18/01/16 20:38 Filed in: Contextual Research
Tonight’s debate with Tanya is over... I think it went ok, but I guess I was talking too quickly sometimes (sorry to Ines and Monika if I was talking too quickly to follow). I was arguing for appropriation, and whilst, on the whole I do agree with this standpoint, there are exceptions. Exceptions I tried to brush over, but Tanya picked up on.
I’m not adverse to working the Appropriation Art trope. I’ve appropriated films, using them as a source material, transforming them visually and conceptually. I’ve worked with the ideas of others, Stephen Shore’s and Ed Ruscha’s photographs (albeit indirectly) and Andy Warhol’s soup. I’ve even photographed others images within my own image, notably in Speak My Language which includes a number of books, posters and the like. I wouldn’t take an image and leave it unaltered or without real context, which Prince flirts with. Yes, there’s slight transformation, but not a huge amount. Similarly, Koons but at least he (or his people) put some craft into what they’re doing... Prince’s recent portrait series I’m not so sure about. I suppose you could argue that anyone can do that (put a comment and some emoji on Instagram), but then anyone could turn a toilet on its side and sign it. One is art, the other is scandalous. Will we think differently of Prince’s work in the future? It is after all rooted in the Internet zeitgeist - is this an example of Post-Internet art? I’d not thought of that before...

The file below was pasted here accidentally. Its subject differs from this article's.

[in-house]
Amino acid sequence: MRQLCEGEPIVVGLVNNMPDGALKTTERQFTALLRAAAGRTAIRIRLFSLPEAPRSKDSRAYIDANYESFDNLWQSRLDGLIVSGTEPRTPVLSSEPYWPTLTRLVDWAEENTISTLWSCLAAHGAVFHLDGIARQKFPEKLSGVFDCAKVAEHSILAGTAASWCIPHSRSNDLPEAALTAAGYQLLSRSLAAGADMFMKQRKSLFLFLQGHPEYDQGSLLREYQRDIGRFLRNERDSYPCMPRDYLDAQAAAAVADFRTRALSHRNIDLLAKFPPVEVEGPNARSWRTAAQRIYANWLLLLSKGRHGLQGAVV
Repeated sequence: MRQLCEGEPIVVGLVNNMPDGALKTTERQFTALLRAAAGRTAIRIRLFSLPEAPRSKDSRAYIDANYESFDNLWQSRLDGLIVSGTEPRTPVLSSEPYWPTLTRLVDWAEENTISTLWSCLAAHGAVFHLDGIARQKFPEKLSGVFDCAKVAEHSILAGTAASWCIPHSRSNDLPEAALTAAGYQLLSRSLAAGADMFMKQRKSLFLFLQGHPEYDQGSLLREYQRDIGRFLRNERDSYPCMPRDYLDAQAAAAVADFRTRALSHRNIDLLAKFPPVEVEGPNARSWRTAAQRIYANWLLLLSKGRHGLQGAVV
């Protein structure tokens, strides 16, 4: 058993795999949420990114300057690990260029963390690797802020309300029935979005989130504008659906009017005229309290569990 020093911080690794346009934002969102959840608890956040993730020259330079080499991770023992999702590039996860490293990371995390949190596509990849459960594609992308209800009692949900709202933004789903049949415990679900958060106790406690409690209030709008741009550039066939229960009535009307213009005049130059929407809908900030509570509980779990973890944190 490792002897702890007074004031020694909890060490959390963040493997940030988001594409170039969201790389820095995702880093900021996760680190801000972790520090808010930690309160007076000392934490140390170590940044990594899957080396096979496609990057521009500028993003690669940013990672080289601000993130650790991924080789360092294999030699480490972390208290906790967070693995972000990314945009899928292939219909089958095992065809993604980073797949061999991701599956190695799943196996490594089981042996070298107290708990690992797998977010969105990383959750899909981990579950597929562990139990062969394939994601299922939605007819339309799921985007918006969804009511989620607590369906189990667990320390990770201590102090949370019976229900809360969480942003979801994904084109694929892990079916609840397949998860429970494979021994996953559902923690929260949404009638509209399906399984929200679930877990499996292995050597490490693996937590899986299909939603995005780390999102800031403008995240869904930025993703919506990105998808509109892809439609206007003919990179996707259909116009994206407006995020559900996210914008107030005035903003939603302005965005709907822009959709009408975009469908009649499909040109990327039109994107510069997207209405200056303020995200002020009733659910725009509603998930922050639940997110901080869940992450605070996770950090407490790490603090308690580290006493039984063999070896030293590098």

Would I object if someone appropriated my work and transformed it? No, I don’t think I would. If someone just used a photograph without altering it for commercial reasons, then yes. Or if they passed my work off as their own... Yes, again I would. On my landing page copyright statement (yes, my work is copyrighted) I say “Please don't use my stuff in any commercial way without permission”. A “collaboration” though, where my work is used? How could I take offence if I do similar things myself?
It’s a muddy subject, one where right and wrong answers are bound up in copyright law, something that is not really suitable today in the format it stands - there was a good quote somewhere on this, but everything is everywhere in my studio space at the moment... It was probably Cutting Across Media, but that’s pretty irrelevant if I can’t remember what the quote was! The wealthy artists will get sued and fight their corner, sometimes winning other times not. Poor artists will more often roll over and remove the work from show, destroying it or whatever.
But of course, appropriation art is not just about stealing (or even using with permission) other works of art, symbols or intellectual property. It’s about detourning something from its original state into something new. Now that I do completely agree with.